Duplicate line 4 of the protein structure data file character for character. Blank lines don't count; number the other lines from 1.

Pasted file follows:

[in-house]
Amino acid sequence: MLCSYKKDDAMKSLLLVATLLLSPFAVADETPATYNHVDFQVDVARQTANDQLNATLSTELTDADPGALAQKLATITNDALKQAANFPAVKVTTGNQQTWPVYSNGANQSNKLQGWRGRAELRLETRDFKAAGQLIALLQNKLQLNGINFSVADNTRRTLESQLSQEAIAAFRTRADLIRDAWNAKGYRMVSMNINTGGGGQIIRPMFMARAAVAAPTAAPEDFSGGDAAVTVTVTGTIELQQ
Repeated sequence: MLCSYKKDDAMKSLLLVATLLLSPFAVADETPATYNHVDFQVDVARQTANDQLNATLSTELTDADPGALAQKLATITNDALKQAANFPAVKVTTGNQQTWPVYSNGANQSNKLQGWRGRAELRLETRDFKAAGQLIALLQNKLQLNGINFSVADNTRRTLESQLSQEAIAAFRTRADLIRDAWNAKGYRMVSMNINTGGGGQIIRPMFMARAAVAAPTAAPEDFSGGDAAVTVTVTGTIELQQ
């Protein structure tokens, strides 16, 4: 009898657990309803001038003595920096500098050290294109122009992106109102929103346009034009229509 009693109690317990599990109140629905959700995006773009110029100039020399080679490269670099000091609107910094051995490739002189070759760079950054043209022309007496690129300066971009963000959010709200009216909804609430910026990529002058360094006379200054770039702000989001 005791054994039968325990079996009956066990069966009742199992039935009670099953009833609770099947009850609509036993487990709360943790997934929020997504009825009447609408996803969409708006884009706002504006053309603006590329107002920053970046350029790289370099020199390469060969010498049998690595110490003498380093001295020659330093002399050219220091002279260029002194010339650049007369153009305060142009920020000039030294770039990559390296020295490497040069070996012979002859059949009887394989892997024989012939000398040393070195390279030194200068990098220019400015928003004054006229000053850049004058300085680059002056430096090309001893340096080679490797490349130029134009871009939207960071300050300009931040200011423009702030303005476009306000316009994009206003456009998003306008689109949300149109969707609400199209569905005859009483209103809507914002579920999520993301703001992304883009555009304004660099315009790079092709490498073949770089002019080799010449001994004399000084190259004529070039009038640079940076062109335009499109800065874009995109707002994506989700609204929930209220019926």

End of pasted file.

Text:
């Protein structure tokens, strides 16, 4: 009898657990309803001038003595920096500098050290294109122009992106109102929103346009034009229509 009693109690317990599990109140629905959700995006773009110029100039020399080679490269670099000091609107910094051995490739002189070759760079950054043209022309007496690129300066971009963000959010709200009216909804609430910026990529002058360094006379200054770039702000989001 005791054994039968325990079996009956066990069966009742199992039935009670099953009833609770099947009850609509036993487990709360943790997934929020997504009825009447609408996803969409708006884009706002504006053309603006590329107002920053970046350029790289370099020199390469060969010498049998690595110490003498380093001295020659330093002399050219220091002279260029002194010339650049007369153009305060142009920020000039030294770039990559390296020295490497040069070996012979002859059949009887394989892997024989012939000398040393070195390279030194200068990098220019400015928003004054006229000053850049004058300085680059002056430096090309001893340096080679490797490349130029134009871009939207960071300050300009931040200011423009702030303005476009306000316009994009206003456009998003306008689109949300149109969707609400199209569905005859009483209103809507914002579920999520993301703001992304883009555009304004660099315009790079092709490498073949770089002019080799010449001994004399000084190259004529070039009038640079940076062109335009499109800065874009995109707002994506989700609204929930209220019926």